Playhouse, Arts Centre Melbourne
Until 13 June
By Alex First
The highly entertaining two-hour show could be called the soundtrack of the glorious Robyn Archer’s life.
She, accompanied by a highly talented three-piece band – who also provide backing vocals – bring us largely a collection of little-known songs and a few poems.
There are a few tunes she wrote and others that chart the path of Australia’s heritage.
With her warm and engaging tone and crystal-clear enunciation, she pays homage to indigenous Australians and immigrants.
Her mum clearly has a special place in her heart with her love of the land.
And there is a bracket on parodies and blowhards, including politicians.
She ends the show with a lengthy doff to many of Australia’s placenames.
From ballads, lullabies, laments and love songs to yodeling and up-tempo numbers, her range is magnificent.
From Bon Scott to Kate Miller Heidke and First Nations’ songwriters, An Australian Songbook is a rich and textured offering.
Archer and her cohort clearly have heaps of fun doing what they do. The chemistry between them is palpable.
Archer moves across time and place, moving from the 19th century to the here and now.
From deeply reverential to poking the bear, her – at times – salty mouth endears her to an appreciative crowd.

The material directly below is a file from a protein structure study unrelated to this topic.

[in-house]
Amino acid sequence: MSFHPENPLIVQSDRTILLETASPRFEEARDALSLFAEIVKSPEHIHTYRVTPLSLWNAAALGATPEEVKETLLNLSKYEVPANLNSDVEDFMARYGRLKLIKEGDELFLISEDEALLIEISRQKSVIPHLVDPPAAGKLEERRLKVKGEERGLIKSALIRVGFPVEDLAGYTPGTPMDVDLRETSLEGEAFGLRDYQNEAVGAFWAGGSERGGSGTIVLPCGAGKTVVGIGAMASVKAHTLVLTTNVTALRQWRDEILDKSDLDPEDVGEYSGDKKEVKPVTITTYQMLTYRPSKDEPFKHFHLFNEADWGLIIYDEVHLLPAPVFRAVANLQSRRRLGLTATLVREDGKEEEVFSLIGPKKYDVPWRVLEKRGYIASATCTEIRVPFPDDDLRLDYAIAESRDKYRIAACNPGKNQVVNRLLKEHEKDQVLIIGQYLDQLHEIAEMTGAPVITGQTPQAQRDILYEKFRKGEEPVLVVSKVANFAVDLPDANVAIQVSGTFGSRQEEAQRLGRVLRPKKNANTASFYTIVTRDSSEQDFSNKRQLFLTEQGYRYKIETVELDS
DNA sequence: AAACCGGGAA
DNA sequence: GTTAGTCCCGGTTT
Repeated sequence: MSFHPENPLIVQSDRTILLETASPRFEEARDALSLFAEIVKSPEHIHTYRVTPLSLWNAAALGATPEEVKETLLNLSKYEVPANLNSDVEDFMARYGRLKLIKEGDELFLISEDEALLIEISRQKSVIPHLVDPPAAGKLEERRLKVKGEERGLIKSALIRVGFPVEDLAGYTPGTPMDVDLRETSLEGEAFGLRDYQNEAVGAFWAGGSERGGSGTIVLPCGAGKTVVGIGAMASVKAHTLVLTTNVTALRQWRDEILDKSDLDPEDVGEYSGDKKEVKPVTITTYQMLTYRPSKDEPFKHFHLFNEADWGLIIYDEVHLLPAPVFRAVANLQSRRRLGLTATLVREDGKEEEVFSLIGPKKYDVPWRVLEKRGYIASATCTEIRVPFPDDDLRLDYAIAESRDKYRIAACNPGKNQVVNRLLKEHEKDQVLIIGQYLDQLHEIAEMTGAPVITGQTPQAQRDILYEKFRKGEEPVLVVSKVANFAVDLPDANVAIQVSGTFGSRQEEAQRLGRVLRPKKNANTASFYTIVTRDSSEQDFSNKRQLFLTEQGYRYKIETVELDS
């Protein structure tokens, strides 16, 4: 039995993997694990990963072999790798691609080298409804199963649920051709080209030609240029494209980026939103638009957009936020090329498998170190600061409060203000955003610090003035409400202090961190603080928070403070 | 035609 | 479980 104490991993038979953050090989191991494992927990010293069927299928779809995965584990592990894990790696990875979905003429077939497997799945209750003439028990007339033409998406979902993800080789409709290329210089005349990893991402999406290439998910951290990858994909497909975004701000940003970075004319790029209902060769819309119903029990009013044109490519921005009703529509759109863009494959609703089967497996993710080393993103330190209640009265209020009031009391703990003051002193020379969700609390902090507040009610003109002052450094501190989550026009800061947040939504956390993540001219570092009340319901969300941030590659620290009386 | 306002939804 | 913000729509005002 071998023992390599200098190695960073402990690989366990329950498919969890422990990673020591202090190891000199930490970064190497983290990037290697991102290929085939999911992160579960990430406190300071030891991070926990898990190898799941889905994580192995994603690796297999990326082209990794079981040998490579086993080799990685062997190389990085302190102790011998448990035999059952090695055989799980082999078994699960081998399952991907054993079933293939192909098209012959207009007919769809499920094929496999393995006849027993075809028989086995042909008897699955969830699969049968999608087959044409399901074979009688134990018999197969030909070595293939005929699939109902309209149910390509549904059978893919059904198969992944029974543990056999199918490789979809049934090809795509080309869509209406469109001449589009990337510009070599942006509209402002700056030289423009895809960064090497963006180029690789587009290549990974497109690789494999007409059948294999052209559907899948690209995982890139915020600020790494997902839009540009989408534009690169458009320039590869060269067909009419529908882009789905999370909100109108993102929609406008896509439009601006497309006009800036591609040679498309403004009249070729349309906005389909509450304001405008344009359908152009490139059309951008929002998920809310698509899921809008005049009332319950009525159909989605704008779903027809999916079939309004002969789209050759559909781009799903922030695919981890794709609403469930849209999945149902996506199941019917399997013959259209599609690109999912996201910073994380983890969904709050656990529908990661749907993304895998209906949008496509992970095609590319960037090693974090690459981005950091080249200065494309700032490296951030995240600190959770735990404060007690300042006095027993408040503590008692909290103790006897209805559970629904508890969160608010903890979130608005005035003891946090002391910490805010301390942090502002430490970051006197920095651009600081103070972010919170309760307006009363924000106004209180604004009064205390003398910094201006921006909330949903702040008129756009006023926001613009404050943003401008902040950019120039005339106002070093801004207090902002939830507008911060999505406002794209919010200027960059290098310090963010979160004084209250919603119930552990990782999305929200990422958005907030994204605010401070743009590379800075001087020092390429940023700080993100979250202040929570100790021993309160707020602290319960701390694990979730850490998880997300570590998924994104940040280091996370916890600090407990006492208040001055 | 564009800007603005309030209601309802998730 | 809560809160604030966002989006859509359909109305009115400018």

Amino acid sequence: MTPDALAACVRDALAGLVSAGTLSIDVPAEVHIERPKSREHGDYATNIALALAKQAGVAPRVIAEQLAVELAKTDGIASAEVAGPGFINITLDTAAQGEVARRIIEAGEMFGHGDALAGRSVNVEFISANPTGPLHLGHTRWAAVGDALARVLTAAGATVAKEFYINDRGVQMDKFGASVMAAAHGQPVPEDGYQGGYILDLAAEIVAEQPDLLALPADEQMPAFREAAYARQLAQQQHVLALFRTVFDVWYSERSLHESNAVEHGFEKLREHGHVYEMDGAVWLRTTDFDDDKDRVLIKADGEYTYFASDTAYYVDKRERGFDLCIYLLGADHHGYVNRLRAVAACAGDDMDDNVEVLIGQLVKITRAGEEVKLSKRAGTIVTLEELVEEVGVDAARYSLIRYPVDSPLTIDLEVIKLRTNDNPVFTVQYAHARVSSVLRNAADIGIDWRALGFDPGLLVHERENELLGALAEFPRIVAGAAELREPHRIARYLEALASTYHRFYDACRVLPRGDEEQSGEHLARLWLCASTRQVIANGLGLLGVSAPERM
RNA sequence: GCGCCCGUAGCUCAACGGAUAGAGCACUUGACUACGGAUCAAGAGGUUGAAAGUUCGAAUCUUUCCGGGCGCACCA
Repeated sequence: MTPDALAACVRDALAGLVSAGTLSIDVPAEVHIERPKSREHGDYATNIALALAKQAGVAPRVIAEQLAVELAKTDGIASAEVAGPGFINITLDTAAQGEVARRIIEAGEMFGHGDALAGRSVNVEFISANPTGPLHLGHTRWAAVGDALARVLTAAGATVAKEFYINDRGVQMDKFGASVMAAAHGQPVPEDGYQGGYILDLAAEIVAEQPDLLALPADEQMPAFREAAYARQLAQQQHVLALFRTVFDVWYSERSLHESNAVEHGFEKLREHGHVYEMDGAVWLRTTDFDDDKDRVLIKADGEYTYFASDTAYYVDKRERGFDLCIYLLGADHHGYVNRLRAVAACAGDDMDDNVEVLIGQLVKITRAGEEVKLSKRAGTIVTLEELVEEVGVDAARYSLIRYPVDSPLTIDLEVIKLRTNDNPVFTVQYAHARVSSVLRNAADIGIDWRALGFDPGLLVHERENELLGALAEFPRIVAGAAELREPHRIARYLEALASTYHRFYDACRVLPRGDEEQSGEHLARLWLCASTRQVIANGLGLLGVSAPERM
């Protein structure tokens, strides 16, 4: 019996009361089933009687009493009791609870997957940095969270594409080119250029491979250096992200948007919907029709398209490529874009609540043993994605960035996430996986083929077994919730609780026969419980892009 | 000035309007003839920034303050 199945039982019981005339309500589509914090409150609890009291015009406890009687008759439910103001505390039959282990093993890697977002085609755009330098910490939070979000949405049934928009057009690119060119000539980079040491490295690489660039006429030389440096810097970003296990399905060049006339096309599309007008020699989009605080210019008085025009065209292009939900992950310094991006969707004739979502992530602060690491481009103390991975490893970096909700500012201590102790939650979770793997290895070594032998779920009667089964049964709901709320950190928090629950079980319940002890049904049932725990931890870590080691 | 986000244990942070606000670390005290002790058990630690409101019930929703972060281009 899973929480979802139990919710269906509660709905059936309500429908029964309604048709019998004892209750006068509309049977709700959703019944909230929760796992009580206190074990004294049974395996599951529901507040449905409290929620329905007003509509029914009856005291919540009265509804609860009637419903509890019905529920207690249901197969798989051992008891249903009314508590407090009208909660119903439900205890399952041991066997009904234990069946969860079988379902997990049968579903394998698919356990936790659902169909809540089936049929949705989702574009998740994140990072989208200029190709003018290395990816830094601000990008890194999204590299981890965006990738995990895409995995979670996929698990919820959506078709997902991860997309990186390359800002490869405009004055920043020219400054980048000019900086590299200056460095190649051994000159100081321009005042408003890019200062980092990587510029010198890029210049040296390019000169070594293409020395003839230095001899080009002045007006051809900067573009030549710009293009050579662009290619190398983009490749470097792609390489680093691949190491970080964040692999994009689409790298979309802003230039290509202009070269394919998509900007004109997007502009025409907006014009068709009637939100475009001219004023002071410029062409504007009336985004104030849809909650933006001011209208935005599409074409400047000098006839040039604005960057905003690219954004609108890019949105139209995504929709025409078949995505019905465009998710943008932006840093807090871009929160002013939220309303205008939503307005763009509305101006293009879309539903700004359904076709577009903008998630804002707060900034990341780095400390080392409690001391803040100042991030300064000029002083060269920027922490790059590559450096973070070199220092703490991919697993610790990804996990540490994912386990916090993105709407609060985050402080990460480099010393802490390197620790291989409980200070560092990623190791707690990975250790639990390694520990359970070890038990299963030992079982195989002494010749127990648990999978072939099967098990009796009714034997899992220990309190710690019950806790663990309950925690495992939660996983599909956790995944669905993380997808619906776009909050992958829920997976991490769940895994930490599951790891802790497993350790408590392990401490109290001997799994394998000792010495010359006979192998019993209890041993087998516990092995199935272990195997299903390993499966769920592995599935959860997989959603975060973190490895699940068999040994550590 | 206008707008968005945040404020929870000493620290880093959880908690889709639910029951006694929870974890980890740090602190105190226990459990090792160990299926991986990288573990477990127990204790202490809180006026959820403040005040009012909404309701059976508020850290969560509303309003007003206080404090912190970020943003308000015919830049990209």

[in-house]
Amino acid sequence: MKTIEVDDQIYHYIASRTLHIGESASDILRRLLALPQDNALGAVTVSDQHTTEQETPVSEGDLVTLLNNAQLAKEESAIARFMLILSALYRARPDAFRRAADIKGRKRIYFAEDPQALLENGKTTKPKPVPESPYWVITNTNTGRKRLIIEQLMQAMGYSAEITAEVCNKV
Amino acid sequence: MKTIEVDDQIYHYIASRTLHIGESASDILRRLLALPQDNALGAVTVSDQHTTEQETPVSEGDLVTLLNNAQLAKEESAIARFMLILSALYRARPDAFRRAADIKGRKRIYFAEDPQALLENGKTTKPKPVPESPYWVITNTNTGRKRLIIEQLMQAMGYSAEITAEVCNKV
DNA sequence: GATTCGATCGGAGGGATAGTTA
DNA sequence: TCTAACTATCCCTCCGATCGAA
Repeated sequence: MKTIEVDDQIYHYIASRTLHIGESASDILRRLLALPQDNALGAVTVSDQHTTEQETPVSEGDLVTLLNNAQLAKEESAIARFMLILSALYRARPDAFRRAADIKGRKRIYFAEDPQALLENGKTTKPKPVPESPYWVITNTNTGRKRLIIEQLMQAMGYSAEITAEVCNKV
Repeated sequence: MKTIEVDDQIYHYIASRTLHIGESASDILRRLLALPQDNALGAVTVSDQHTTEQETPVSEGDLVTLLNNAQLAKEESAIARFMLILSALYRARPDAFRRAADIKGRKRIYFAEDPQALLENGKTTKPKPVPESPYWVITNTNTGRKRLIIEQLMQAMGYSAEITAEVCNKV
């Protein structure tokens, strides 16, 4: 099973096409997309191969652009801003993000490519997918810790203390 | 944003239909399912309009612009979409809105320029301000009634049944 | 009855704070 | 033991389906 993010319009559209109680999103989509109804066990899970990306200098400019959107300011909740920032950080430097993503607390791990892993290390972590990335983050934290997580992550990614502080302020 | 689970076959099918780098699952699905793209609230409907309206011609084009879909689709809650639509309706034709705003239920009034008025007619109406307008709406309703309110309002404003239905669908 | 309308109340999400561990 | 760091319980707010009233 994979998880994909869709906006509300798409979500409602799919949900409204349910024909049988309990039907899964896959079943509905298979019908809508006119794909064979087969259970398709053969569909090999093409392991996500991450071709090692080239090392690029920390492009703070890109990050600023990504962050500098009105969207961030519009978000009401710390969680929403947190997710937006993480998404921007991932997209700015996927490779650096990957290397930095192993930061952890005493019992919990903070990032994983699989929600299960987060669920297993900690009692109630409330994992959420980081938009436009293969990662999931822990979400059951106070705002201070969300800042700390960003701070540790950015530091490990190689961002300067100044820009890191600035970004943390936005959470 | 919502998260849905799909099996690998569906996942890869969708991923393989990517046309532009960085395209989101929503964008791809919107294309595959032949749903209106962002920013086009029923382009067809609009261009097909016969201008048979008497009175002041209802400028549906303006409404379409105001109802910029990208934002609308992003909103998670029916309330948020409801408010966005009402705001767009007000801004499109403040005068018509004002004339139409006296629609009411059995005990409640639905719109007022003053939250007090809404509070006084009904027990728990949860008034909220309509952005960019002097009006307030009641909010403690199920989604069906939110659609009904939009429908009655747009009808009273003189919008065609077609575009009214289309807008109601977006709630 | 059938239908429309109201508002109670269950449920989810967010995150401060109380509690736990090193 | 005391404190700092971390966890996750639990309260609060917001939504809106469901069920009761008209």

Importantly, she provides background and context to her songs – where they came from and how they came to be.
Call it a narrative concert, if you will, with the primary focus on the music.
Archer, the artist and provocateur in full flight, is truly a thing of beauty.
I, for one, greatly applaud her endeavours. She is a national treasure.
Commissioned by Queensland Theatre, Robyn Archer: An Australian Songbook is at the Playhouse, Arts Centre Melbourne until 13th June, 2023.
About the Author
Alex First believes all people have a story to tell, if only a good playwright can prize it out of them. Alex has a natural curiosity about the world and believes a strong narrative, or narrative with music, can open the door to subjects about which he knows little.
Like his parents before him, theatre is his passion – a passion with emotional resonance, one that moves and excites him. He brings decades’ experience as an arts’ connoisseur to his role as a critic.
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